Now what do we mean by doubt? Well, some people say it means confusion or perplexity. But let me just give you a simple definition. Doubt is a struggle to believe. It is a struggle to believe. It is something that prevents me from fully believing. It can be momentary. It can be prolonged. It can be permanent.
But I want you to understand how that the gospels deal with doubt. Whenever Matthew, Mark, Luke, John, the gospels, deal with a doubting person, listen to this, it's always a believer. It's always a believer. There is one occasion in John 10:24 where it says the Jews were saying to Jesus, "How long will You keep us in suspense? If You are the Christ, tell us plainly." But that wasn't honest doubt. That wasn't a struggling to believe. They were fixed in their hatred and unbelief. That was just their unbelief trying to put Jesus on the spot. Every true expression of doubt in the four gospels relates to believers. Doubt is something that is part of being a believer. So we again go back to what the man said. "Lord, I believe, help my unbelief." And you can identify with that and so can I. There have been times in all of our lives when in the midst of our believing we struggled with doubts. Some of you are going through that even now. Doubt is presented as a believer's problem.
So we shouldn't be surprised to find the apostles having little faith and doubting. We shouldn't even be surprised to find a believer, John the Baptist, a godly prophet, struggling with doubt. If the greatest man who ever lived had some doubts, if the twelve apostles who were with Jesus had some doubts, then maybe it's understandable that we have some doubts as well.
Now to give you the picture, we don't want to think less of John that we should. John believed that Jesus was the Messiah. He asks the question here, "Are you the Ha Erchomenos, Are You the Coming One?" That is a messianic title that appears in the 40th psalm and the 118th psalm. Are you the Coming One? Well he knew He was. Chapter 3 verse 16 of Luke, "John answered and said to the people, 'As for me, I baptize you with water. But the Coming One” there he uses that messianic title, “the Coming One who is mightier than I, and I'm not fit to untie the thong of His sandals, He will baptize you with the Holy Spirit and fire.'"
So John was talking about the Coming One. He was pointing to the Coming One. And, of course, the day came when Jesus appeared and John says he pointed to Him and said, "Behold the Lamb of God who takes away the sin of the world." And then he baptized Jesus and then the Father said, "This is the One who is My beloved Son." And so there was no mistake, the Holy Spirit came down and just settled on Him. John knew He was the Coming One.
So we affirm that John is a believer. He's a believer. At that time he was so convinced that Jesus was the Coming One, the promised Messiah and Redeemer, that he said, "My basic work is done." And in John 3:30 he said to the people, "He must increase and I must decrease." Time for me to fade away, I'm done. I was to be the forerunner. I was to announce the Messiah, to point to Him, to present Him. I've done it, I fade away. In every sense that we can look at John's encounter with Jesus we'd have to conclude that John believed Jesus was the Coming One. The Father affirmed it. The Spirit affirmed it. Jesus Himself affirmed it. And then in verse 18 of Luke 3, "John went on with many other exhortations preaching the gospel to the people." He didn't stop his ministry, he went on preaching, preaching Jesus Christ and the gospel, the good news. Messiah is here. The kingdom of God has come. Messiah has arrived. And his message was always this, "Repent, repent, repent because unless you repent you can't participate in the kingdom of God." You have to repent of your sin.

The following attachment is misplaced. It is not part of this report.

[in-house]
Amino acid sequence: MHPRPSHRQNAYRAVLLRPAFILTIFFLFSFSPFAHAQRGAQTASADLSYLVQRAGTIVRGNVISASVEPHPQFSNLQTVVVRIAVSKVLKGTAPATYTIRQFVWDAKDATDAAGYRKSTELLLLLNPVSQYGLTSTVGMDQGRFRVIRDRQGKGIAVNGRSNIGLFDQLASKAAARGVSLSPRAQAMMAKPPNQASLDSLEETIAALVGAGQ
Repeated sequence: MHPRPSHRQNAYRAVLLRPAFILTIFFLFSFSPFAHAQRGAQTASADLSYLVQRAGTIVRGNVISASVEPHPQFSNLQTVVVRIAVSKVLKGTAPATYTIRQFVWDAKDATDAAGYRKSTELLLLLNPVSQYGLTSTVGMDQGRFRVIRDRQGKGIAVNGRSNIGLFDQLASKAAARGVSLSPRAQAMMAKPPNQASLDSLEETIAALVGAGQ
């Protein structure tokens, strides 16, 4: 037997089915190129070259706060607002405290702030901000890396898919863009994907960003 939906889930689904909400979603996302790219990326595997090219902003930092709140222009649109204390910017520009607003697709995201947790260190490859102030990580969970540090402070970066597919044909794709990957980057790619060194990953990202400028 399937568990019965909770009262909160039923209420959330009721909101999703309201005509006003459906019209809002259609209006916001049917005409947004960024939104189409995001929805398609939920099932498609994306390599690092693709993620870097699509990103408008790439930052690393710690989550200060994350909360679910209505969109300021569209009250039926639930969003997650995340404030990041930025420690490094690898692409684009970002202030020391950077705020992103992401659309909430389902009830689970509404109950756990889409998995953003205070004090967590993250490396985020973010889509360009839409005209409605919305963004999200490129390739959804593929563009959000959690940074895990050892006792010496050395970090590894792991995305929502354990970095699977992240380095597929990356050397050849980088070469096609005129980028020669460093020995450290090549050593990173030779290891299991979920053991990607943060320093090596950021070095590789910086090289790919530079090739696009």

Well, he was a...he was a strong preacher. He was a hell-fire and damnation preacher. In fact, there's not a lot of compassion in his preaching. It was very strong judgment that he preached and he called for repentance and he didn't mince any words. Verse 19, Luke 3, and this sets the stage, "When Herod the Tetrarch was reproved by him..." Whoa. When Herod the Tetrarch was reproved by him? Do you remember when we went through this passage I told you Herod the Tetrarch, tetrarch meaning a ruler of a fourth of an area, which came to mean metaphorically a small-time king. He was king over Galilee-Perea, those adjoining areas where Jesus was ministering, where John had ministered. And he was a petty king. He was of the family of Herod the Great. He was one of Herod's sons. And this is the ultimate New Testament soap opera.
One of his sons by one of his wives was this man named Herod who had become the ruler of this section called Galilee and Perea. And John the Baptist had occasion to confront him and when he did, he reproved him on account of Herodias, his brother's wife. He was real specific.
Now you've got to know this. Herodias was a woman married to Herod's brother. This is Herod Antipas. Now Herod Antipas, as he was called, the tetrarch, had lots of half brothers. He had one half brother named Philip who had this wife named Herodias. When this wife was married to Philip, Herod Antipas, the one here, seduced her and stole her and married her. Now what makes it even more bizarre is that she was the niece of Philip, so he married his niece and she was also Herod's niece. So they're just passing around incestuous relationships. No matter how you look at this, it was wicked. Multiple marriages, seduction, divorce, incest, and when John had the occasion to meet Herod, he pointed it all out. And that wasn't all, it says in verse 20, he also talked to him about all the wicked things which Herod had done. He just hit him right between the eyes with all the wickedness he had done.